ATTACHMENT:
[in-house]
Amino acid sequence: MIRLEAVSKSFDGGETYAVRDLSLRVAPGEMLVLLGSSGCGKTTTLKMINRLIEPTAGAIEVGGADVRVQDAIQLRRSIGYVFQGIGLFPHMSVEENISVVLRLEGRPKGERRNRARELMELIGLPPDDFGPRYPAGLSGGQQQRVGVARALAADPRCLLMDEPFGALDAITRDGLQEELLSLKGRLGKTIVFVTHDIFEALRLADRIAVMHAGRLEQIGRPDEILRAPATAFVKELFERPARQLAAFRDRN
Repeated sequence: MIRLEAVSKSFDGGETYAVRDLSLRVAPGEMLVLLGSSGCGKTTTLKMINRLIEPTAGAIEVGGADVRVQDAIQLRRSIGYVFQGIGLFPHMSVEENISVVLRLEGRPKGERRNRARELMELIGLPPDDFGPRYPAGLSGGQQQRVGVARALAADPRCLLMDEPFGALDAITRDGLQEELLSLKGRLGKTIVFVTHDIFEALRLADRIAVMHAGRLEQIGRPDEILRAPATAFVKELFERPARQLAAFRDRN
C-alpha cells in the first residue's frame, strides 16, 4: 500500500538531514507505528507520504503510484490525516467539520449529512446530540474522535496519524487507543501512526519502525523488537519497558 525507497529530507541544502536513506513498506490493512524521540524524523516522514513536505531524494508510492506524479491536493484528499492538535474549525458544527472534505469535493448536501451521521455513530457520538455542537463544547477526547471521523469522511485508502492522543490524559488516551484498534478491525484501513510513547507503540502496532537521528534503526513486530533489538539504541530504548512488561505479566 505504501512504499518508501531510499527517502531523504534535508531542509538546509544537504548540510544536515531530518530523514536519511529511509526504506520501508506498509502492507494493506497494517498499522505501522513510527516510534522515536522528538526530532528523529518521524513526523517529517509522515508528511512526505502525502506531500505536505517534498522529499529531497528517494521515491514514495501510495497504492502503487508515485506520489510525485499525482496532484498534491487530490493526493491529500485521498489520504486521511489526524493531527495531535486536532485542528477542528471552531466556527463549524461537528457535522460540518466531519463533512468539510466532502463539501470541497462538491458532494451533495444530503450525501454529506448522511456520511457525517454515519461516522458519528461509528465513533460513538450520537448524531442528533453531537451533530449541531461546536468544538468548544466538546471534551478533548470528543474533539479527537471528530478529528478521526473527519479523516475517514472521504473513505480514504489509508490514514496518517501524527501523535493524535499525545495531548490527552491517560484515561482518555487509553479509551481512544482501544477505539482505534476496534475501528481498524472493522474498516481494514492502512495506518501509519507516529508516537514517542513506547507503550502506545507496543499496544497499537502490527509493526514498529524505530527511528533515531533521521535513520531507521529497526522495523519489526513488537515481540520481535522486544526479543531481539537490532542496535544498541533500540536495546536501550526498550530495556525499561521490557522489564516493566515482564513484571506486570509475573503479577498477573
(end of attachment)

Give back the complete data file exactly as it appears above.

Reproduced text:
[in-house]
Amino acid sequence: MIRLEAVSKSFDGGETYAVRDLSLRVAPGEMLVLLGSSGCGKTTTLKMINRLIEPTAGAIEVGGADVRVQDAIQLRRSIGYVFQGIGLFPHMSVEENISVVLRLEGRPKGERRNRARELMELIGLPPDDFGPRYPAGLSGGQQQRVGVARALAADPRCLLMDEPFGALDAITRDGLQEELLSLKGRLGKTIVFVTHDIFEALRLADRIAVMHAGRLEQIGRPDEILRAPATAFVKELFERPARQLAAFRDRN
Repeated sequence: MIRLEAVSKSFDGGETYAVRDLSLRVAPGEMLVLLGSSGCGKTTTLKMINRLIEPTAGAIEVGGADVRVQDAIQLRRSIGYVFQGIGLFPHMSVEENISVVLRLEGRPKGERRNRARELMELIGLPPDDFGPRYPAGLSGGQQQRVGVARALAADPRCLLMDEPFGALDAITRDGLQEELLSLKGRLGKTIVFVTHDIFEALRLADRIAVMHAGRLEQIGRPDEILRAPATAFVKELFERPARQLAAFRDRN
C-alpha cells in the first residue's frame, strides 16, 4: 500500500538531514507505528507520504503510484490525516467539520449529512446530540474522535496519524487507543501512526519502525523488537519497558 525507497529530507541544502536513506513498506490493512524521540524524523516522514513536505531524494508510492506524479491536493484528499492538535474549525458544527472534505469535493448536501451521521455513530457520538455542537463544547477526547471521523469522511485508502492522543490524559488516551484498534478491525484501513510513547507503540502496532537521528534503526513486530533489538539504541530504548512488561505479566 505504501512504499518508501531510499527517502531523504534535508531542509538546509544537504548540510544536515531530518530523514536519511529511509526504506520501508506498509502492507494493506497494517498499522505501522513510527516510534522515536522528538526530532528523529518521524513526523517529517509522515508528511512526505502525502506531500505536505517534498522529499529531497528517494521515491514514495501510495497504492502503487508515485506520489510525485499525482496532484498534491487530490493526493491529500485521498489520504486521511489526524493531527495531535486536532485542528477542528471552531466556527463549524461537528457535522460540518466531519463533512468539510466532502463539501470541497462538491458532494451533495444530503450525501454529506448522511456520511457525517454515519461516522458519528461509528465513533460513538450520537448524531442528533453531537451533530449541531461546536468544538468548544466538546471534551478533548470528543474533539479527537471528530478529528478521526473527519479523516475517514472521504473513505480514504489509508490514514496518517501524527501523535493524535499525545495531548490527552491517560484515561482518555487509553479509551481512544482501544477505539482505534476496534475501528481498524472493522474498516481494514492502512495506518501509519507516529508516537514517542513506547507503550502506545507496543499496544497499537502490527509493526514498529524505530527511528533515531533521521535513520531507521529497526522495523519489526513488537515481540520481535522486544526479543531481539537490532542496535544498541533500540536495546536501550526498550530495556525499561521490557522489564516493566515482564513484571506486570509475573503479577498477573